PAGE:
If your thank-you page URL has appended tracking information added to it, then change the drop-down to Begins With and enter /thank-you/ as the web page URL.

Screen Shot 2014-08-28 at 11.32.57 AMYou’ll see two optional items while setting up your goal: Value and Funnel. If there is a specific value for the goal (like some kind of minimum purchase amount) you can set that as the value. If there is no value associated with the goal, leave it blank.

And, as previously mentioned, if there are a series of pages that a person has to visit in order to reach the specified goal, you can include those in the Funnel feature and view your sales funnel(s) in the standard Funnel Visualization report.

When you’re finished filling out the goal creation form, click the Verify this Goal link at the bottom of the form and then save it. If any users have completed the goal within the last seven days, you should get confirmation that your goal is set up correctly.

Test to make sure your goal is working properly by completing the action necessary to be counted as a goal and making sure it shows up in the analytics reports.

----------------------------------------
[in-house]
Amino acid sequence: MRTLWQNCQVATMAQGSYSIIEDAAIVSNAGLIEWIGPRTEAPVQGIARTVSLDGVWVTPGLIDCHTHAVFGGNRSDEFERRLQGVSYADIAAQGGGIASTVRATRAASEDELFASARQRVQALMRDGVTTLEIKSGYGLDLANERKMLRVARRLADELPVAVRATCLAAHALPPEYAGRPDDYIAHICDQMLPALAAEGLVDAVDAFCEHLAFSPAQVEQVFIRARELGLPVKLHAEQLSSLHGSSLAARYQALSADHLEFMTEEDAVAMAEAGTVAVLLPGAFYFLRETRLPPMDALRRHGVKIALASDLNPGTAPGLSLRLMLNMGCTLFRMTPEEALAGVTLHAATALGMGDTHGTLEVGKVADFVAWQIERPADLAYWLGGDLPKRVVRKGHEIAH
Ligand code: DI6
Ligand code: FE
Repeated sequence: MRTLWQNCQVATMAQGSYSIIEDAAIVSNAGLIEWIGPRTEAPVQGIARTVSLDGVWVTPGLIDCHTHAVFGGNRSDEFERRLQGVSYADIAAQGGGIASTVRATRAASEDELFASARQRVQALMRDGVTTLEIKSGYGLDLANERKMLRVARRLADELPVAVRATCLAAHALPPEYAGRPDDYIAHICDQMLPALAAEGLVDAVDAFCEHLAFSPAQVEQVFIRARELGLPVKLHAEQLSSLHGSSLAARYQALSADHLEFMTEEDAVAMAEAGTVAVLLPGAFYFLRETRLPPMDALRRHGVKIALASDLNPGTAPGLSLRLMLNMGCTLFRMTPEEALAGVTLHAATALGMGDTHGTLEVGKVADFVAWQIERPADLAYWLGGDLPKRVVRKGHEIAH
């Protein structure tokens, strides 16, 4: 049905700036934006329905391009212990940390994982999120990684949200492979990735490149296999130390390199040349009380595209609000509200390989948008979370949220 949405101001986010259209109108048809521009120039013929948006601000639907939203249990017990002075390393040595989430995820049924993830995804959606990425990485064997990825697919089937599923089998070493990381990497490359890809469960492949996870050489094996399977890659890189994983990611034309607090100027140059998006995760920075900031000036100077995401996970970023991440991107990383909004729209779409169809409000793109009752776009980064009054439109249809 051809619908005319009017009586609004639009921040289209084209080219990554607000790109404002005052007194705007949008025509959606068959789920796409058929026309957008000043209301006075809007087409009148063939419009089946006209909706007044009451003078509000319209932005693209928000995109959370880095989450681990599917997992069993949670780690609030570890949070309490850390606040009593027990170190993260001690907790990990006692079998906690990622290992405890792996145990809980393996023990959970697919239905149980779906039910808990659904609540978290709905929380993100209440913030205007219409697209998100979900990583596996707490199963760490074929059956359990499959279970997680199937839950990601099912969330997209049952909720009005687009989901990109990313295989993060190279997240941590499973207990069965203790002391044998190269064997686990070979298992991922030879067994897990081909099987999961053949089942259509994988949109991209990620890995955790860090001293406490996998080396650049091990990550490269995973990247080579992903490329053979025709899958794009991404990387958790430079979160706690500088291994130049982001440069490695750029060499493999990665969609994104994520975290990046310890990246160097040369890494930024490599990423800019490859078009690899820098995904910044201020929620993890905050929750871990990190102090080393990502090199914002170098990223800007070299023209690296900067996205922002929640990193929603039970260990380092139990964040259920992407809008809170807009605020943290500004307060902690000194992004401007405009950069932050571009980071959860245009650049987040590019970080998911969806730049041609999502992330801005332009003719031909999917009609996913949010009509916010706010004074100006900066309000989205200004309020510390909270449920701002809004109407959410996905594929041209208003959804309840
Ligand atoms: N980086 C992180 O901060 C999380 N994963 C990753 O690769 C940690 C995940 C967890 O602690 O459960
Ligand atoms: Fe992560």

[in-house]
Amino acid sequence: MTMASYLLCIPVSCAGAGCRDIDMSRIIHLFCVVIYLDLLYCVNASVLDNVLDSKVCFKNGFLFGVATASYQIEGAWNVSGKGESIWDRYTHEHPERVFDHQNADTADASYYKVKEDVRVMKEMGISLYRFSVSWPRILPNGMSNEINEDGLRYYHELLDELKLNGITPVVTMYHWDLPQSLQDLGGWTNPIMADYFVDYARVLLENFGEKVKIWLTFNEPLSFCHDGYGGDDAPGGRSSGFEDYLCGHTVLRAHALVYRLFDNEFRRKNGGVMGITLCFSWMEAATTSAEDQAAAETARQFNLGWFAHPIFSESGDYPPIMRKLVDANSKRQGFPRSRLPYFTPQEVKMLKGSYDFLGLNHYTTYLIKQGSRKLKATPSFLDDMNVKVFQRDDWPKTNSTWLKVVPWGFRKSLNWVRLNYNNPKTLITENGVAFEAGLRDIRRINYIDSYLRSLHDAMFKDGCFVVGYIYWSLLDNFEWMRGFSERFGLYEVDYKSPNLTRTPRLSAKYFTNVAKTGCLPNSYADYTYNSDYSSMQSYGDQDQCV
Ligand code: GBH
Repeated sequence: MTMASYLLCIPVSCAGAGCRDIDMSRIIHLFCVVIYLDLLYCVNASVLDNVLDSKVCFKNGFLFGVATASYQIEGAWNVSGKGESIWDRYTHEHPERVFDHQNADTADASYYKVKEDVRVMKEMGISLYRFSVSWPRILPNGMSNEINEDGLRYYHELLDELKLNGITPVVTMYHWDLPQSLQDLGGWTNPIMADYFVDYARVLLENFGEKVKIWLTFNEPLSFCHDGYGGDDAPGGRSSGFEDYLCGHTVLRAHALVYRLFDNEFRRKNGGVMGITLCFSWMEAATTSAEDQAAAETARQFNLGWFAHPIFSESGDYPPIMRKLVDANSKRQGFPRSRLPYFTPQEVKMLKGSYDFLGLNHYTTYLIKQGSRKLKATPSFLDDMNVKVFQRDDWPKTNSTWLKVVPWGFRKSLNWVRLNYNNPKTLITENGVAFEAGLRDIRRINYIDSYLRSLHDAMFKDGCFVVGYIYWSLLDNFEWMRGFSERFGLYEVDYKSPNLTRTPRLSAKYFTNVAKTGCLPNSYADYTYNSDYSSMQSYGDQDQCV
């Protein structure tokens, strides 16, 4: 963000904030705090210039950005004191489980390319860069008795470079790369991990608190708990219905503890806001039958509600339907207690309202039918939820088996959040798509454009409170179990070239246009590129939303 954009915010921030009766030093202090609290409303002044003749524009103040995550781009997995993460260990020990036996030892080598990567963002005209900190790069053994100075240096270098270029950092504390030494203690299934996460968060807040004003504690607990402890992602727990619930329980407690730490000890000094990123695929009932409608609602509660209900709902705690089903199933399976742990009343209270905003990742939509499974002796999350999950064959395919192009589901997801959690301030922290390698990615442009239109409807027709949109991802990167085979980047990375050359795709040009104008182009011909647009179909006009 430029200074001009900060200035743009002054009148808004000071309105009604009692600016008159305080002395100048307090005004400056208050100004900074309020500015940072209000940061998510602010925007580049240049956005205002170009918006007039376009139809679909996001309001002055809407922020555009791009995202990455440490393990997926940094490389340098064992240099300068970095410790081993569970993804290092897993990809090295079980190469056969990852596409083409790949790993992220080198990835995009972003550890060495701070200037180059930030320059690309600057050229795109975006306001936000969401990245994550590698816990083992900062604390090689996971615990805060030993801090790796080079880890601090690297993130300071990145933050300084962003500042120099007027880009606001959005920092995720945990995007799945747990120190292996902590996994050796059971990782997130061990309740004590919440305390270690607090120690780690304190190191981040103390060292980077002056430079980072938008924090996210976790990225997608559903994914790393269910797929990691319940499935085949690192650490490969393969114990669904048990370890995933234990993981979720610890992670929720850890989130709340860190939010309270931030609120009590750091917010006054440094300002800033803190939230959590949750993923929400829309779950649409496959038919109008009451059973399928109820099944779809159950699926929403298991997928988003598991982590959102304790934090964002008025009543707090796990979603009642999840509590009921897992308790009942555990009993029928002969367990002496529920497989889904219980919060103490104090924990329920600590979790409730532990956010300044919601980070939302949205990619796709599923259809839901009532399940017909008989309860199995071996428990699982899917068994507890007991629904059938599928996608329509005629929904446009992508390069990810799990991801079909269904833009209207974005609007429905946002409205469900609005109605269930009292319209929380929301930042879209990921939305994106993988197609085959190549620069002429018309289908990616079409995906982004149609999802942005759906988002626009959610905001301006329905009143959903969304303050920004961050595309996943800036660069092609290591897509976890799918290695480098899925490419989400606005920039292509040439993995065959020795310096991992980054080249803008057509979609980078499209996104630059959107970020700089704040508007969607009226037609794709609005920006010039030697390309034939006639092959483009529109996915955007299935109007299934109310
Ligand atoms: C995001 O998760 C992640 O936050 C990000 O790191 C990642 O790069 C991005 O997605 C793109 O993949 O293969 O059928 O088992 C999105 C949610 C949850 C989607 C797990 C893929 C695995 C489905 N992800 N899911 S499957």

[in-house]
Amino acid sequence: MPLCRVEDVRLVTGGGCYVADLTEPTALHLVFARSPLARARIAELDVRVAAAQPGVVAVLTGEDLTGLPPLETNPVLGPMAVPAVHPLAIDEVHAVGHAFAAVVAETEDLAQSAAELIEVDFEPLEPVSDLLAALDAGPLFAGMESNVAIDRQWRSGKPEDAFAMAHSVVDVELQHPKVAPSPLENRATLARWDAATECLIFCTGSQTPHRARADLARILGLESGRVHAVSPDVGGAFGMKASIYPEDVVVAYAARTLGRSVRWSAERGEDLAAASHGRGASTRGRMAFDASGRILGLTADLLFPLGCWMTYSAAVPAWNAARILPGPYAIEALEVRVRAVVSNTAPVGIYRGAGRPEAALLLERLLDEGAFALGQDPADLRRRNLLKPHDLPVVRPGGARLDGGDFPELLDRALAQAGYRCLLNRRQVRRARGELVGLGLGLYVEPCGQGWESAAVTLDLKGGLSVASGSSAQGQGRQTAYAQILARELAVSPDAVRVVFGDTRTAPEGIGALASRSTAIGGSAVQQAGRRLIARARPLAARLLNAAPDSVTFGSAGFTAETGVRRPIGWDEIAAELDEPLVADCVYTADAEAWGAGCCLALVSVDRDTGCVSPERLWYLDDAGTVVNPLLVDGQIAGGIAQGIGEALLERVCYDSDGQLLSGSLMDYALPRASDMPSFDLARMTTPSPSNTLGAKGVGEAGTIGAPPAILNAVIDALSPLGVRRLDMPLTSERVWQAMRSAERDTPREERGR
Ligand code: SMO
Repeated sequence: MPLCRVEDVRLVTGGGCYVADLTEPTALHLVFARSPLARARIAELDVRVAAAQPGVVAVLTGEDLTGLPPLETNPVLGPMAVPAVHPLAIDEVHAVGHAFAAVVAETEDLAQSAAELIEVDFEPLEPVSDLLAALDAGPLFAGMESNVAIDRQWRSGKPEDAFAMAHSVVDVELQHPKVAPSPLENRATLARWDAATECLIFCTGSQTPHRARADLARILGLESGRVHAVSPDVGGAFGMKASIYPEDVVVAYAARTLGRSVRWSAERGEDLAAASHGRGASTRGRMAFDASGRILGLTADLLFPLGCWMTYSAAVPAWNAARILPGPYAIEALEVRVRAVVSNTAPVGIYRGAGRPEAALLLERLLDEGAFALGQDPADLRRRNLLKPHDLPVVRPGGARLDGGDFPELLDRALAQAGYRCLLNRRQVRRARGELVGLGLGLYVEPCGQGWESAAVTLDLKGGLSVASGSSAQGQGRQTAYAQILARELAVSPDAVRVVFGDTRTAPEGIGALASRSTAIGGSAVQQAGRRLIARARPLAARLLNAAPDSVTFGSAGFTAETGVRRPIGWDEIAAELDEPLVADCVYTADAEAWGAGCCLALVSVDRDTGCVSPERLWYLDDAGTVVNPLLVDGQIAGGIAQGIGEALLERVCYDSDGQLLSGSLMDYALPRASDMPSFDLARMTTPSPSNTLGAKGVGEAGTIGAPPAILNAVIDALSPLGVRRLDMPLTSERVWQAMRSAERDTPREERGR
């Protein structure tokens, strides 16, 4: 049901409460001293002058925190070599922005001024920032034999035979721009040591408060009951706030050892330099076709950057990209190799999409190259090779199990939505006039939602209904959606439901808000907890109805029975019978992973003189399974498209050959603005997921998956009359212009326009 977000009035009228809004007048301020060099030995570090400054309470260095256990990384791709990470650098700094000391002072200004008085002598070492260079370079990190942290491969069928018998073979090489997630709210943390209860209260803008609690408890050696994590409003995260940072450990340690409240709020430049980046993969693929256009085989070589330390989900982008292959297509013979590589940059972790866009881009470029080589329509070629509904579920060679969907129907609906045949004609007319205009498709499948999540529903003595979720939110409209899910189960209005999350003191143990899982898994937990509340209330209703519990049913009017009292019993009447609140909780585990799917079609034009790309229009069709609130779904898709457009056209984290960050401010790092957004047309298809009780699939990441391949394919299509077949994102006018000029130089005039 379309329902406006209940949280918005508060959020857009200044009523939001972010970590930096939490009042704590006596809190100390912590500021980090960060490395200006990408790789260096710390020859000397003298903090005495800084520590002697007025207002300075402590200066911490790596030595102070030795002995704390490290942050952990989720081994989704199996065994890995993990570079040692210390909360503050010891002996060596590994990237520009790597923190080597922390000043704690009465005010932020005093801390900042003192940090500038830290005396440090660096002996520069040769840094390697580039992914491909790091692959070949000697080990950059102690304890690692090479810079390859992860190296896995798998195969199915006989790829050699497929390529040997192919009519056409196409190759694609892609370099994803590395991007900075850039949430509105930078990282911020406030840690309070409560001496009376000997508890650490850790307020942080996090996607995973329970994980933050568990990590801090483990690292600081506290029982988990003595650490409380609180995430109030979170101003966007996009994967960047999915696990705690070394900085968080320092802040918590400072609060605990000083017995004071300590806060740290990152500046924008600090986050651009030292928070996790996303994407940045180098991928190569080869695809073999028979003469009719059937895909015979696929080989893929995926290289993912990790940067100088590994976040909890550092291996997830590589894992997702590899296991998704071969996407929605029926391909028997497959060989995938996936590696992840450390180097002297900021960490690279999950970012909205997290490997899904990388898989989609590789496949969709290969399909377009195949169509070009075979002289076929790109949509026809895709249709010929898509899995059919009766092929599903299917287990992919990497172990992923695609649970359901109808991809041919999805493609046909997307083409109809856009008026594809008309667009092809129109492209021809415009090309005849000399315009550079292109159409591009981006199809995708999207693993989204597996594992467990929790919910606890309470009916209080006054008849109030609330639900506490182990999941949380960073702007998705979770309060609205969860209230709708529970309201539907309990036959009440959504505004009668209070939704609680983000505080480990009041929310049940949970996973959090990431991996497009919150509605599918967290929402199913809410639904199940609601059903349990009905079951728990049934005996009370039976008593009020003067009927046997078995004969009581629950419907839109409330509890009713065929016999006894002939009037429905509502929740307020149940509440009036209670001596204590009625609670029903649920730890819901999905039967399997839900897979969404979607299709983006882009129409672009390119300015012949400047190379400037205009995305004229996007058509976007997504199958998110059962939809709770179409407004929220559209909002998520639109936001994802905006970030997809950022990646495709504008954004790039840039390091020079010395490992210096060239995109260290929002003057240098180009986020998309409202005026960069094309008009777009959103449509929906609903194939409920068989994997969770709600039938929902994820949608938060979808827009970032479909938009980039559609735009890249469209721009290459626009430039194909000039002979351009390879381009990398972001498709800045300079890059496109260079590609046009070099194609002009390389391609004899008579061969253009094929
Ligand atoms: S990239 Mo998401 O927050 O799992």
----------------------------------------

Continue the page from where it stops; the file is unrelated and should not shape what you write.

By setting up a Destination Goal, you’ll be able to see useful information like which traffic sources and social networks send the most goal-completing users to your website and which countries your goal-completing users live in and much more.

Aside from Destination goals, there are three other types of goals you can set up:

  • Duration – Sessions that last a specific amount of time or longer
  • Pages/Screens per session – A user views a specific number of pages or screens
  • Event – An action defined as an Event (social recommendation, video play, ad click, etc) is triggered

You can read more in-depth about setting up goals in the Google Analytics Help Center.

Custom Campaigns

Custom campaigns track visitors from specific traffic sources using UTM parameters appended to the end of a URL.

Google Analytics requires three parameters to track campaigns:

  • the campaign medium (utm_medium),
  • the campaign/traffic source (utm_source) and
  • campaign name (utm_campaign).

In order to build a Custom Campaign, you’ll need to use the campaigns URL Builder tool. Here, you can enter the aforementioned parameters to create a campaign. Plus, you can also add Campaign Term to identify paid keywords and Campaign Content to differentiate between campaigns (these last two are not mandatory).